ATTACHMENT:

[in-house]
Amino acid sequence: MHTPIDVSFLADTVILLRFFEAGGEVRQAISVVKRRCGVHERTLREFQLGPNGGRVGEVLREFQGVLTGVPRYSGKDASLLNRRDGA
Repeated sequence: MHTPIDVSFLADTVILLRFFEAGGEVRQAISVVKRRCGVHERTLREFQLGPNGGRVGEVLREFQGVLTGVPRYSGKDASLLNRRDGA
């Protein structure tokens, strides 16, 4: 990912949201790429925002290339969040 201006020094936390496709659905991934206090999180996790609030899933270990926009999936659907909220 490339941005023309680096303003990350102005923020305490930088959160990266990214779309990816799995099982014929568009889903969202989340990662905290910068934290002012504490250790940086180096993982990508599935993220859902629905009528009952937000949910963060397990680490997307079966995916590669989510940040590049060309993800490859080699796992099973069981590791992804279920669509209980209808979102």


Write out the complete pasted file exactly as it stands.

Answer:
[in-house]
Amino acid sequence: MHTPIDVSFLADTVILLRFFEAGGEVRQAISVVKRRCGVHERTLREFQLGPNGGRVGEVLREFQGVLTGVPRYSGKDASLLNRRDGA
Repeated sequence: MHTPIDVSFLADTVILLRFFEAGGEVRQAISVVKRRCGVHERTLREFQLGPNGGRVGEVLREFQGVLTGVPRYSGKDASLLNRRDGA
């Protein structure tokens, strides 16, 4: 990912949201790429925002290339969040 201006020094936390496709659905991934206090999180996790609030899933270990926009999936659907909220 490339941005023309680096303003990350102005923020305490930088959160990266990214779309990816799995099982014929568009889903969202989340990662905290910068934290002012504490250790940086180096993982990508599935993220859902629905009528009952937000949910963060397990680490997307079966995916590669989510940040590049060309993800490859080699796992099973069981590791992804279920669509209980209808979102």